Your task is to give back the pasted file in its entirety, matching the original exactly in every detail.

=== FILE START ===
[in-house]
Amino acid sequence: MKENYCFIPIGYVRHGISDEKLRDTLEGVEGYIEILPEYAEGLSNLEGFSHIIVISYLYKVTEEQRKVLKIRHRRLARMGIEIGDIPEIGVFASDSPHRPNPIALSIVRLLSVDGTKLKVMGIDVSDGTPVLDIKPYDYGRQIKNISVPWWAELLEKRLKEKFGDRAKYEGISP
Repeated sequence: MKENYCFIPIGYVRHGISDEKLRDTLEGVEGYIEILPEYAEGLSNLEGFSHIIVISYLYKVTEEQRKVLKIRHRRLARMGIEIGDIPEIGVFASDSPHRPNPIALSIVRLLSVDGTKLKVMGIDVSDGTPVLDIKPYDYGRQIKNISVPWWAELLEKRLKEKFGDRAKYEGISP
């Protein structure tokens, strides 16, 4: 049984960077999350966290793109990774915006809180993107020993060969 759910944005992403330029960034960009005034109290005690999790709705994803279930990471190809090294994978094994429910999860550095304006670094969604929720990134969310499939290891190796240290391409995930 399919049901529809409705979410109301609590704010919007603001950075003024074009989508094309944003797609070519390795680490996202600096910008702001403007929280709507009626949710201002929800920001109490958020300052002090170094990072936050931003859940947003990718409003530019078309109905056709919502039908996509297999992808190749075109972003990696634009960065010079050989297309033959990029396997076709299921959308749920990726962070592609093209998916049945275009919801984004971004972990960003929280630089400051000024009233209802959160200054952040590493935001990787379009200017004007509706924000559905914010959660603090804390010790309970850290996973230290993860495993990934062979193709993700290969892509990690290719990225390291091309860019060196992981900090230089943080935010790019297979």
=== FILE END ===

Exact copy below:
[in-house]
Amino acid sequence: MKENYCFIPIGYVRHGISDEKLRDTLEGVEGYIEILPEYAEGLSNLEGFSHIIVISYLYKVTEEQRKVLKIRHRRLARMGIEIGDIPEIGVFASDSPHRPNPIALSIVRLLSVDGTKLKVMGIDVSDGTPVLDIKPYDYGRQIKNISVPWWAELLEKRLKEKFGDRAKYEGISP
Repeated sequence: MKENYCFIPIGYVRHGISDEKLRDTLEGVEGYIEILPEYAEGLSNLEGFSHIIVISYLYKVTEEQRKVLKIRHRRLARMGIEIGDIPEIGVFASDSPHRPNPIALSIVRLLSVDGTKLKVMGIDVSDGTPVLDIKPYDYGRQIKNISVPWWAELLEKRLKEKFGDRAKYEGISP
């Protein structure tokens, strides 16, 4: 049984960077999350966290793109990774915006809180993107020993060969 759910944005992403330029960034960009005034109290005690999790709705994803279930990471190809090294994978094994429910999860550095304006670094969604929720990134969310499939290891190796240290391409995930 399919049901529809409705979410109301609590704010919007603001950075003024074009989508094309944003797609070519390795680490996202600096910008702001403007929280709507009626949710201002929800920001109490958020300052002090170094990072936050931003859940947003990718409003530019078309109905056709919502039908996509297999992808190749075109972003990696634009960065010079050989297309033959990029396997076709299921959308749920990726962070592609093209998916049945275009919801984004971004972990960003929280630089400051000024009233209802959160200054952040590493935001990787379009200017004007509706924000559905914010959660603090804390010790309970850290996973230290993860495993990934062979193709993700290969892509990690290719990225390291091309860019060196992981900090230089943080935010790019297979």